Children and Television | Emma's Dairy India

Child By Year

Children and TV


Guidance on how much television your child should be watching

As parents, the dilemma over how much television your little one should be watching is incredibly difficult. Indeed, whether they should be watching it full-stop is a question that divides mums and dads.

On the one hand the telly can be fun, stimulating and educational. On the other, it is seen as an easy option for babysitting and, at worst, harmful to your child.

A recent report claims that a child born today will have spent a full year watching the box by the time they reach the age of seven, leading to attention problems as well as issues with health and relationship building.

Child health expert Dr Aric Sigman, writing in the Archives of Disease in Childhood, has been quoted in many newspapers warning that many parents have begun using TVs and computers as “electronic babysitters”, adding: "Screen time appears to have created the three-parent family.”

So, should we cut out TV completely, at least until they are a little older? Dr Sigman thinks so, recommending parents should delay their children using screens until they are at least three. Many guides suggest no TV until they hit two, but is it really so bad to put a baby in front of the box?

As with everything, the general consensus seems to be everything in moderation. If you are careful with what your little one watches, making sure it is educational and age appropriate, and you mix it in with plenty of other stimulation such as painting, imaginary and outside play, and interaction with other children at groups, then the TV can be a positive influence.

Obviously, if you plonk your child in front of the television all day, this is not good. But there are ways to incorporate it into a healthy daily routine. Here are some good tips to follow:

  • Keep TV watching time short. A few minutes at a time is quite enough stimulation for a baby, increasing this slightly for toddlers
  • Watch it with them so you can interact with the programme together. Point out something of interest then switch off and build an activity around what you have just seen. For example, if it was all about going to the farm, it might be a good idea to draw and colour in some farm animals, or set up a toy farmyard on the living room floor.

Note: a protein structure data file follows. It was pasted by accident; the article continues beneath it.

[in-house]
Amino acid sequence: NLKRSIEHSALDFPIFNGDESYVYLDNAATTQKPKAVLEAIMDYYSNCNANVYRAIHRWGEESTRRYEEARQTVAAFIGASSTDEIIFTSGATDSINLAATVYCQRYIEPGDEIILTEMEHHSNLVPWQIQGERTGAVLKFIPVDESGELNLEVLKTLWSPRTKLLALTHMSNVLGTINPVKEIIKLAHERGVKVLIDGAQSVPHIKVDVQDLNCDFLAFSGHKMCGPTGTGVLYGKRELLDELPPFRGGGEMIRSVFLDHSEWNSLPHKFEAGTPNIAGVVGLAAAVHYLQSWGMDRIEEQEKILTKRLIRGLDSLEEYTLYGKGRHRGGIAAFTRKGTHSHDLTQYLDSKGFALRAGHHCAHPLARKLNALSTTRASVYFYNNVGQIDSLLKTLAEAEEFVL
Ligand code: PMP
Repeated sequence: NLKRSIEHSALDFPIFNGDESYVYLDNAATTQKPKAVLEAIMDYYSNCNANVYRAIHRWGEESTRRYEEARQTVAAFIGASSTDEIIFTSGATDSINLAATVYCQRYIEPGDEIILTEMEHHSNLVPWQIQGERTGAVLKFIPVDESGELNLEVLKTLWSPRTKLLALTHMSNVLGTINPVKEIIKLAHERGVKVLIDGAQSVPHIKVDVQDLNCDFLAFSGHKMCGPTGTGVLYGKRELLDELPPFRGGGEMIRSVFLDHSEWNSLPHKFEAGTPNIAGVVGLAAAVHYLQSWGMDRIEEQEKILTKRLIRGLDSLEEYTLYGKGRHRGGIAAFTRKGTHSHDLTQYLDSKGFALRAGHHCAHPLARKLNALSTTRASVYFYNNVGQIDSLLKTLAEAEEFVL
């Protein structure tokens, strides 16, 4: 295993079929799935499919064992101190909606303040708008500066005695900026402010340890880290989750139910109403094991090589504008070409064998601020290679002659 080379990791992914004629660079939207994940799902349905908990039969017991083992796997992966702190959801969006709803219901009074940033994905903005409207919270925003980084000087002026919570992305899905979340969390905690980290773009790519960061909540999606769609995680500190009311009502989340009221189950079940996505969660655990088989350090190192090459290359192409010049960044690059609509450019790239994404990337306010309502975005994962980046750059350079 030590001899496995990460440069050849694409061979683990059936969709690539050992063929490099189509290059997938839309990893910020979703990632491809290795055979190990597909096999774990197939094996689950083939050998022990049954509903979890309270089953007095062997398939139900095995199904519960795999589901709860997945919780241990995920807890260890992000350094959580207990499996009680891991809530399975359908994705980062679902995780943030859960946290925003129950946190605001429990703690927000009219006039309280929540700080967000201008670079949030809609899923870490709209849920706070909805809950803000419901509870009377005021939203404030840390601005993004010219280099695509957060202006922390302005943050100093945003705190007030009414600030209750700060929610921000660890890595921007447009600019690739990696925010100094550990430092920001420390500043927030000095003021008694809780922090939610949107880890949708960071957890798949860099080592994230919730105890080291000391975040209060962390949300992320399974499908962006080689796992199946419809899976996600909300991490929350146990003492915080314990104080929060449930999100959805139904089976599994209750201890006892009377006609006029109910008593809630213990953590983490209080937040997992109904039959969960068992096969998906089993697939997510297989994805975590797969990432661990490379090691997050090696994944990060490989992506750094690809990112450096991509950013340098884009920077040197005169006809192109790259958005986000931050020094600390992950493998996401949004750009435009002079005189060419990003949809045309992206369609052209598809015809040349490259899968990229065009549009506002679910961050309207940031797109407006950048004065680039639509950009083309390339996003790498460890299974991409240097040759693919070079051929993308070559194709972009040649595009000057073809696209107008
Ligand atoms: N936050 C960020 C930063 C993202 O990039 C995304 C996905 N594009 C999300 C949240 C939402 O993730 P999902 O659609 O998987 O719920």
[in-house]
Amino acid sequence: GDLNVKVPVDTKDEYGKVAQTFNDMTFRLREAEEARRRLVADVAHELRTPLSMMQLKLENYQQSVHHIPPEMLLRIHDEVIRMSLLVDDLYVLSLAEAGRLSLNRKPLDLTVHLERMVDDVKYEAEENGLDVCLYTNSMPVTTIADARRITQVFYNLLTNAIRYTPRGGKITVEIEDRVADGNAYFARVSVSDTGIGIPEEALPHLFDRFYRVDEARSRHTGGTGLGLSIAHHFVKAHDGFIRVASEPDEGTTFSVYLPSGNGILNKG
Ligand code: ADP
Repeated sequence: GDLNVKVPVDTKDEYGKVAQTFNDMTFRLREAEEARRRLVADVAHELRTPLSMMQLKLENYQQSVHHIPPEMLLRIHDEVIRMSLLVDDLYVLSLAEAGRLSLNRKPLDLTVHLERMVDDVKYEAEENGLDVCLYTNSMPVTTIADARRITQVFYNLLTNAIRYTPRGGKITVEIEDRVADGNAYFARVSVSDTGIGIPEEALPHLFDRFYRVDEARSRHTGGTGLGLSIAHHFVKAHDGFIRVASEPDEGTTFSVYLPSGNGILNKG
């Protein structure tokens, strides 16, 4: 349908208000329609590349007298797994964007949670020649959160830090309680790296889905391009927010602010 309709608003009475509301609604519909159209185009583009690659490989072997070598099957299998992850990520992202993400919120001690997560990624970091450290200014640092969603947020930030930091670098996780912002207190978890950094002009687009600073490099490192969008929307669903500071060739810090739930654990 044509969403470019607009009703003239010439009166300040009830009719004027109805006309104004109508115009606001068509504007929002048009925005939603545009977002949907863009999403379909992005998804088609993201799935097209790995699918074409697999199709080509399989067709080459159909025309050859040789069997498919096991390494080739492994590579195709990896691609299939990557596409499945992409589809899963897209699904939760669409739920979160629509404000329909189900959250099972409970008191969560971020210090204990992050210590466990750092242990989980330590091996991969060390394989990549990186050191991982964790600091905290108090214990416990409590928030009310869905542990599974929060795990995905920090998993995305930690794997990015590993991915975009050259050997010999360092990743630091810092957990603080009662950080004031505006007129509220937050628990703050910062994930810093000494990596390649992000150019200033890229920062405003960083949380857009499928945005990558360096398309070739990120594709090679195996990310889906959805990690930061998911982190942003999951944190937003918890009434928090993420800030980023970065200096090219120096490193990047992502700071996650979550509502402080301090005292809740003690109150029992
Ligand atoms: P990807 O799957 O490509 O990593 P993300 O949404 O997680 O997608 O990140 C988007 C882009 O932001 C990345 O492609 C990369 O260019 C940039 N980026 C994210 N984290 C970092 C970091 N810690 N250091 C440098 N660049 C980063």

• Pick your viewing carefully. There is plenty of educational programming that is aimed specifically for young children
  • Don’t leave the TV on all day in the background. This can be distracting for both you and your little one and at worst can cause language delay as babies’ differentiation of sound can be hampered by it.

Lead by example when it comes to telly watching. You can’t expect your baby or toddler to not demand TV time if you are always sat in front of the box – although chances are if you are running around after an active toddler, you won’t have had five minutes to sit down for a quick cuppa let alone watch your favourite daytime soap.

Research has also shown that British children have regular access to an average five screens at home by the age of ten.

While this includes consoles and laptops too, limiting the number of TVs can reduce the temptation, and it is certainly a good idea to avoid installing a telly in your child’s bedroom where you will find monitoring the amount they watch extremely difficult. Out of sight, out of mind is the motto here.

The bottom line is it is the parents’ responsibility to make sure television is watched responsibly.

Being able to pop your baby in front of the box while you prepare lunch or hang out the washing can be a lifesaver and we shouldn’t feel wracked with guilt for doing it.

Go with your instinct. If you are feeling uncomfortable with the amount of TV your toddler is watching, then chances are it is too much. If it is just a small part of an otherwise stimulating and varied routine, sit back, watch and enjoy. A calm parent is better than a stressed one trying to live up to expectations they cannot reach. And don’t forget it can be a moment of relaxing downtime for your little one too.

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